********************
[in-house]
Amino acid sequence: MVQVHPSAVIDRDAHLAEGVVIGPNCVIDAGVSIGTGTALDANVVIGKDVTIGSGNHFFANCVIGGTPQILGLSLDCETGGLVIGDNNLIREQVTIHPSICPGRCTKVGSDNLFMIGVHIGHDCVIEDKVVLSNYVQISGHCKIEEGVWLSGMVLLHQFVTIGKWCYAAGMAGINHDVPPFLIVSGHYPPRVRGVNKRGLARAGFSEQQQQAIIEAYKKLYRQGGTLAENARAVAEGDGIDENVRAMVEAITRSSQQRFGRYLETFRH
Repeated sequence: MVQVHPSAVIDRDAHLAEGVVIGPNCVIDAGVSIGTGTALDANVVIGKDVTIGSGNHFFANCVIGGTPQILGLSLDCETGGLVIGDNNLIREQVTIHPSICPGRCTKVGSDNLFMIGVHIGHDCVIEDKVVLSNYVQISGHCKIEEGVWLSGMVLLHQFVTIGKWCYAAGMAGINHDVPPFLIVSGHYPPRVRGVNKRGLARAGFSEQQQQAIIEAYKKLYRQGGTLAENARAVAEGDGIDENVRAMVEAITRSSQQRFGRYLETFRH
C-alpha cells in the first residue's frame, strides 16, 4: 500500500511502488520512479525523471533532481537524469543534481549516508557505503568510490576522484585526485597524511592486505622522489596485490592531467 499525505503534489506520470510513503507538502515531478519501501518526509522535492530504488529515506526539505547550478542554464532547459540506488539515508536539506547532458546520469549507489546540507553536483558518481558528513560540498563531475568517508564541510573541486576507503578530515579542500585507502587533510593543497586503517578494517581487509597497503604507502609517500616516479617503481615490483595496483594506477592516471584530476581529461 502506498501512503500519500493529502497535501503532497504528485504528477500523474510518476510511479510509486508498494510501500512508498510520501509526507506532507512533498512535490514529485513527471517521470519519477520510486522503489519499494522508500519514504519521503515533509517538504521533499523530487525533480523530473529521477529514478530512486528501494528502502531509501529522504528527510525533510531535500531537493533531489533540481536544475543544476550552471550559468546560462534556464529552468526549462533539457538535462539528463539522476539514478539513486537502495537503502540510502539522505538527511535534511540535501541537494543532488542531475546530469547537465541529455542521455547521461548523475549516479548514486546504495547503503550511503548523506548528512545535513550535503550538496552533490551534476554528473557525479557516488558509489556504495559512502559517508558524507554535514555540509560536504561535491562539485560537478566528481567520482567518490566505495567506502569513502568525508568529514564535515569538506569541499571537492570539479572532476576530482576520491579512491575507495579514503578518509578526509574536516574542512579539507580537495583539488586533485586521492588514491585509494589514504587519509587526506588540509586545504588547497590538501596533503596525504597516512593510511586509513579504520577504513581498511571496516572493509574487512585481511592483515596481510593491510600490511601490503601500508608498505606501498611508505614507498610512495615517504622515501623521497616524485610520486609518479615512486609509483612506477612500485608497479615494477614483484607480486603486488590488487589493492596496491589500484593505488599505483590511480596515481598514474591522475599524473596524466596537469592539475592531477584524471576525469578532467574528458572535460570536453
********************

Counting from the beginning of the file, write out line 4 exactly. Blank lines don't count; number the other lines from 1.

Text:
C-alpha cells in the first residue's frame, strides 16, 4: 500500500511502488520512479525523471533532481537524469543534481549516508557505503568510490576522484585526485597524511592486505622522489596485490592531467 499525505503534489506520470510513503507538502515531478519501501518526509522535492530504488529515506526539505547550478542554464532547459540506488539515508536539506547532458546520469549507489546540507553536483558518481558528513560540498563531475568517508564541510573541486576507503578530515579542500585507502587533510593543497586503517578494517581487509597497503604507502609517500616516479617503481615490483595496483594506477592516471584530476581529461 502506498501512503500519500493529502497535501503532497504528485504528477500523474510518476510511479510509486508498494510501500512508498510520501509526507506532507512533498512535490514529485513527471517521470519519477520510486522503489519499494522508500519514504519521503515533509517538504521533499523530487525533480523530473529521477529514478530512486528501494528502502531509501529522504528527510525533510531535500531537493533531489533540481536544475543544476550552471550559468546560462534556464529552468526549462533539457538535462539528463539522476539514478539513486537502495537503502540510502539522505538527511535534511540535501541537494543532488542531475546530469547537465541529455542521455547521461548523475549516479548514486546504495547503503550511503548523506548528512545535513550535503550538496552533490551534476554528473557525479557516488558509489556504495559512502559517508558524507554535514555540509560536504561535491562539485560537478566528481567520482567518490566505495567506502569513502568525508568529514564535515569538506569541499571537492570539479572532476576530482576520491579512491575507495579514503578518509578526509574536516574542512579539507580537495583539488586533485586521492588514491585509494589514504587519509587526506588540509586545504588547497590538501596533503596525504597516512593510511586509513579504520577504513581498511571496516572493509574487512585481511592483515596481510593491510600490511601490503601500508608498505606501498611508505614507498610512495615517504622515501623521497616524485610520486609518479615512486609509483612506477612500485608497479615494477614483484607480486603486488590488487589493492596496491589500484593505488599505483590511480596515481598514474591522475599524473596524466596537469592539475592531477584524471576525469578532467574528458572535460570536453